(1819 – 1880)
Mary Anne (alternatively Mary Ann or Marian) Evans (South Farm/Arbury Hall, Nuneaton, Warwickshire, England, November 22, 1819 – London, England, December 22, 1880), better known by her pen name George Eliot, was an English novelist, journalist and translator, and one of the leading writers of the Victorian era. She is the author of seven novels, including Adam Bede (1859), The Mill on the Floss (1860), Silas Marner (1861), Middlemarch (1871 – 72), and Daniel Deronda (1876), most of them set in provincial England and known for their realism and psychological insight.
She used a male pen name, she said, to ensure her works would be taken seriously. Female authors were published under their own names during Eliot’s life, but she wanted to escape the stereotype of women only writing lighthearted romances. An additional factor in her use of a pen name may have been a desire to shield her private life from public scrutiny and to prevent scandals attending her relationship with the married George Henry Lewes, with whom she lived for over 20 years.
Her 1872 work, Middlemarch, has been described as the greatest novel in the English language by Martin Amis and by Julian Barnes.
- Adam Bede (1859)
- The Mill on the Floss (1860)
- Silas Marner: the Weaver of Raveloe (1861)
- Romola (1862-1863)
– First published serially in Cornhill Magazine.
- Felix Holt, the Radical (1886)
- Middlemarch, a Study of Provincial Life (1871-1872)
- Daniel Deronda (1876)
– First published serially in Blackwood’s and Harper’s Magazines.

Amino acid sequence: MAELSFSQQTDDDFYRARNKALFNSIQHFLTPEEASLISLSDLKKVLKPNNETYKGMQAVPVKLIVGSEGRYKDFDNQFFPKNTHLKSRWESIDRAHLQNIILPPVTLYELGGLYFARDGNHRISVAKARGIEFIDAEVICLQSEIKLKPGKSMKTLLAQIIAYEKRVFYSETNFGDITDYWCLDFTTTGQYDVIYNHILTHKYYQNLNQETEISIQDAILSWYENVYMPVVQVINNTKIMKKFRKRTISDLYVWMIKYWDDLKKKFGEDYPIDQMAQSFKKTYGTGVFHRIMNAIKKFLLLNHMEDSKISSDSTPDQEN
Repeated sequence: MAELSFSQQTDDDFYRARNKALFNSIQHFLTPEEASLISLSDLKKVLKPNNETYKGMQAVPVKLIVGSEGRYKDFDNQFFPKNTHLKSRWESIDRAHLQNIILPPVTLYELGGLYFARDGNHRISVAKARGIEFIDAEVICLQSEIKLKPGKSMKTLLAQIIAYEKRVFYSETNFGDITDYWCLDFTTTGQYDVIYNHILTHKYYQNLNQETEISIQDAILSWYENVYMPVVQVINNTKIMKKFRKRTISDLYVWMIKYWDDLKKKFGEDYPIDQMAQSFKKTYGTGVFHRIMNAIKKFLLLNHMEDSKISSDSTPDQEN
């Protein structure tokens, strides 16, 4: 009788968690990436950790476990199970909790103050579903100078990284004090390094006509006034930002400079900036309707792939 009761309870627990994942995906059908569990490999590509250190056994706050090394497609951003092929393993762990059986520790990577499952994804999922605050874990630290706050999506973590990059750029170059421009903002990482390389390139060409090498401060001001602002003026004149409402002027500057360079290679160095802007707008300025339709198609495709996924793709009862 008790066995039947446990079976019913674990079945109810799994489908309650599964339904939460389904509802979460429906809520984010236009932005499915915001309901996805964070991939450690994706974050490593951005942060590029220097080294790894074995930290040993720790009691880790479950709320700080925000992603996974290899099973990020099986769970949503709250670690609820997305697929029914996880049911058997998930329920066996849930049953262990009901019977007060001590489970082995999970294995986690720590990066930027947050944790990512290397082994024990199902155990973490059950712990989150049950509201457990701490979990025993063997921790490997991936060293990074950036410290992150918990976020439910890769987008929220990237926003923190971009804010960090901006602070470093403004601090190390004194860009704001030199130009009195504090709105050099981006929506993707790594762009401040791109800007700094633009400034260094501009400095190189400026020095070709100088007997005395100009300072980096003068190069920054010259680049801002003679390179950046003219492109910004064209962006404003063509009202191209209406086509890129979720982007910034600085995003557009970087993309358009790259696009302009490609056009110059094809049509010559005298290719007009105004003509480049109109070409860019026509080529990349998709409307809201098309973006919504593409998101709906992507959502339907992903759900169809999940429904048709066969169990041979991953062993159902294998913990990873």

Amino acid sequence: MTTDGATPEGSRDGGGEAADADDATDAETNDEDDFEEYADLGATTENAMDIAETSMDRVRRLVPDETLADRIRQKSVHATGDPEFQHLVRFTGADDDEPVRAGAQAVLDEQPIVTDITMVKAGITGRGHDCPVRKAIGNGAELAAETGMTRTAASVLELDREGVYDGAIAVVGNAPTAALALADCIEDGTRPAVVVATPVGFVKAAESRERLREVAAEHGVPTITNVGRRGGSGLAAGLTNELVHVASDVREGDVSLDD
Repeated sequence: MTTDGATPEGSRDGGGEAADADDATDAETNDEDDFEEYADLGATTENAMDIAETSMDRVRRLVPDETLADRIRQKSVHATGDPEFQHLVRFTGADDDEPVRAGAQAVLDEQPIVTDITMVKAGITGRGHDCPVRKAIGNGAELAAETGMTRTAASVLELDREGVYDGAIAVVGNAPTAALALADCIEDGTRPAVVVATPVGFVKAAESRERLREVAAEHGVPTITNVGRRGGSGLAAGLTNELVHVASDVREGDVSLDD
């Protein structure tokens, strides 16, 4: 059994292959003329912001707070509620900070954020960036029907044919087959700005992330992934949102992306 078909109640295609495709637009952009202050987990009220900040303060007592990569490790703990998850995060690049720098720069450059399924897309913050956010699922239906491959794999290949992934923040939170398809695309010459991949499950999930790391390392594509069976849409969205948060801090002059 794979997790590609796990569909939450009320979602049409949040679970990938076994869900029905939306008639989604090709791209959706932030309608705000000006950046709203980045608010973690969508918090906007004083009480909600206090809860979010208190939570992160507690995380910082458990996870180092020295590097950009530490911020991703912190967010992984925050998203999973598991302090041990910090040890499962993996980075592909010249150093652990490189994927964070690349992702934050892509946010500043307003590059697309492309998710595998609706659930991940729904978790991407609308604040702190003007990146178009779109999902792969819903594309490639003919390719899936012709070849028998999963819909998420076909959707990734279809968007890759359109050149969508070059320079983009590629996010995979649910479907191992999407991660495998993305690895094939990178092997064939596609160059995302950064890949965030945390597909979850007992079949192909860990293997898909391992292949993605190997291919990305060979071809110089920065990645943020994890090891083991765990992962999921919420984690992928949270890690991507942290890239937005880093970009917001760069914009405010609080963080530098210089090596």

- Impressions of Theophrastus Such (1879)
- Scenes of Clerical Life (1858)
– First published serially in Blackwood’s Magazine.
- The Lifted Veil (1859)
– Stand-alone short story.
- Brother Jacob (1864)
– Stand-alone short story.
- The Legend of Jubal and Other Poems, Old and New (1874)
- The Spanish Gypsy (1887)
– Poetical drama.
- Collected Poems (1993)
- The Life of Jesus: Critically Examined (1846)
(Das Leben Jesu kritisch bearbeitet (1835) by David Friedrich Strauss)
- The Essence of Christianity (1854)
(Das Wesen des Christentums (1841) by Ludwig Feuerbach)
(Ethica (1675) by Benedicto Spinoza)
Nonfiction, Journals, Correspondence and Compilations
- Belles Lettres (1856)
- Essays and Leaves From a Notebook (1884)
- Works (1877 – 1880)
- Collected Works (1908 – 1911)
- The Writings of George Eliot (1919)
- Letters (1954)
- Essays (1963)
- Selected Essays, Poems, and Other Writings (1991)
- The Journals of George Eliot (1999)
- Selected Critical Writings (2000)
Online editions of George Eliot’s works:
A Selection of Quotes
Middlemarch: A Study of Provincial Life
“Society never made the preposterous demand that a man should think as much about his own qualifications for making a charming girl happy as he thinks of hers for making himself happy.”
“We are all humiliated by the sudden discovery of a fact which has existed very comfortably and perhaps been staring at us in private while we have been making up our world entirely without it.”
“The memory has as many moods as the temper, and shifts its scenery like a diorama.”
“Mortals are easily tempted to pinch the life out of their neighbor’s buzzing glory, and think that such killing is no murder.”
“Confound you handsome young fellows! You think of having it all your own way in the world. You don’t understand women. They don’t admire you half so much as you admire yourselves.”
The Mill on the Floss
“I desire no future that will break the ties of the past.”
“What destroys us most effectively is not a malign fate but our own capacity for self-deception and for degrading our own best self.”
Impressions of Theophrastus Such
“Blessed is the man who, having nothing to say, abstains from giving us wordy evidence of the fact.”